centers of orthodox Catholic Christianity spread out from it as from a
"mother ship." That would fly in the face of history! What is claimed is
that there has always been a special relationship between the Bishop of Rome
and the other episcopal sees.  In modern categories/terminology, we would
say that from the First Century A.D. and forward there is witnessed to in
the Fathers' writings the understanding that the Bishop of Rome (the "pope")
has a certain *primacy* among the other bishops.  What do I mean by
"primacy?" Here is a quote from the Catholic Answers tract The Authority of
the Pope: Part I<http://www.catholic.com/library/Authority_of_the_Pope_Part_1.asp>

"In a wide variety of ways, the Fathers attest to the fact that the church
of Rome was the central and most authoritative church. They attest to the
Church's reliance on Rome for advice, for mediation of disputes, and for
guidance on doctrinal issues. They note, as Ignatius of Antioch does, that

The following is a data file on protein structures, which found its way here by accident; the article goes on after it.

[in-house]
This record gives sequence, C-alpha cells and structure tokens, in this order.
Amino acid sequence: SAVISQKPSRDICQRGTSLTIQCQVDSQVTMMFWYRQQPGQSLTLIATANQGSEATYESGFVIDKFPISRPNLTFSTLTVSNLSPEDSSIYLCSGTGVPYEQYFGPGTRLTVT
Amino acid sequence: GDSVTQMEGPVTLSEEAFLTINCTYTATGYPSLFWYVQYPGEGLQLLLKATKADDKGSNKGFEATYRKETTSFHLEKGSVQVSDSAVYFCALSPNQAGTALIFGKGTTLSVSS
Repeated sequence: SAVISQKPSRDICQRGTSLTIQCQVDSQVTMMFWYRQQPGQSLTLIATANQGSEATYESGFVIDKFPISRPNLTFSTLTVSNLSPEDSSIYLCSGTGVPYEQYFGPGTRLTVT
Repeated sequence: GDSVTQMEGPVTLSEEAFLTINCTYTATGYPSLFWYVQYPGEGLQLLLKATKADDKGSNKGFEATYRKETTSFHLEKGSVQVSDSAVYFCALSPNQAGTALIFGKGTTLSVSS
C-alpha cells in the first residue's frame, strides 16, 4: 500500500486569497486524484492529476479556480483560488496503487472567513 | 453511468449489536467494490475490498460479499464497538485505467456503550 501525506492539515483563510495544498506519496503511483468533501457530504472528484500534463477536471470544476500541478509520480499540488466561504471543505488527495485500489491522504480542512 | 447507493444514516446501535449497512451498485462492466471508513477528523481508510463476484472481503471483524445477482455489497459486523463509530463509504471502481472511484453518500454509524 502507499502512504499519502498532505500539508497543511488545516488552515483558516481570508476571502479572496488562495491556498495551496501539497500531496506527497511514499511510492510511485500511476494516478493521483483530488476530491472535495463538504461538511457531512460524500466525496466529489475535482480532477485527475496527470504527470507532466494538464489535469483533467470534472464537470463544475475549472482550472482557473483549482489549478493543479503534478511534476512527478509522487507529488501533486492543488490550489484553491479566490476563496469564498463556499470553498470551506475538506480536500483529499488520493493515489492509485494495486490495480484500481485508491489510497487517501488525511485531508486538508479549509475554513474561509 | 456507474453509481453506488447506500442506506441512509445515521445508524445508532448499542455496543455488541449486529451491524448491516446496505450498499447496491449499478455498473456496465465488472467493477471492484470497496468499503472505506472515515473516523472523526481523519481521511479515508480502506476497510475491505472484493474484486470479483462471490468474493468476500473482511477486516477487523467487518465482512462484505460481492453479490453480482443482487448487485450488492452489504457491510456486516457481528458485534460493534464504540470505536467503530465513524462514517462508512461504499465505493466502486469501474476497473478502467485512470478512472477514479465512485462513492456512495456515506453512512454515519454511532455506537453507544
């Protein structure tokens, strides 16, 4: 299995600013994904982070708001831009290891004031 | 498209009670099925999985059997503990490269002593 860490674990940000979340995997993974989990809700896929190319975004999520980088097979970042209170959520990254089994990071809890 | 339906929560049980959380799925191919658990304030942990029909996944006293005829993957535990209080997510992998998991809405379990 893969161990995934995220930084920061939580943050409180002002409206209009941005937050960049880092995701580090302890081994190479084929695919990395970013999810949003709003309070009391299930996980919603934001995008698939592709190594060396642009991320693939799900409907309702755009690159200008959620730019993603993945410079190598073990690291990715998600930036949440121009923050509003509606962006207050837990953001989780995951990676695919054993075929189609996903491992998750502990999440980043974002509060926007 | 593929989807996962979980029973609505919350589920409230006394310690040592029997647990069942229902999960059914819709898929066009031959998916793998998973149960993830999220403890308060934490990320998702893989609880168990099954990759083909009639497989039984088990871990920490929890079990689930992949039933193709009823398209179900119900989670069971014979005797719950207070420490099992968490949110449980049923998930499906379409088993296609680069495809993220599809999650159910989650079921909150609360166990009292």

Rome 'holds the presidency' among the other churches, and that, as Irenaeus
explains, 'because of its superior origin, all the churches must agree' with
Rome. They are also clear on the fact that it is communion with Rome and the
bishop of Rome that causes one to be in communion with the Catholic Church.
This displays a recognition that, as Cyprian of Carthage puts it, Rome is
'the principal church, in which sacerdotal unity has its source.'"

Even in A.D. 80 (First Century!) Clement, the Bishop of Rome at the time (
i.e. Pope St. Clement I <http://www.newadvent.org/cathen/04012c.htm>),
exhibits a marked degree of authority in matters outside of his see, when he
writes a letter to settle a dispute in far away Corinth:

"Owing to the sudden and repeated calamities and misfortunes which have
befallen us, we must acknowledge that we have been somewhat tardy in turning
our attention to the matters in dispute among you, beloved; and especially
that abominable and unholy sedition, alien and foreign to the elect of God,
which a few rash and self-willed persons have inflamed to such madness that
your venerable and illustrious name, worthy to be loved by all men, has been
greatly defamed...Accept our counsel and you will have nothing to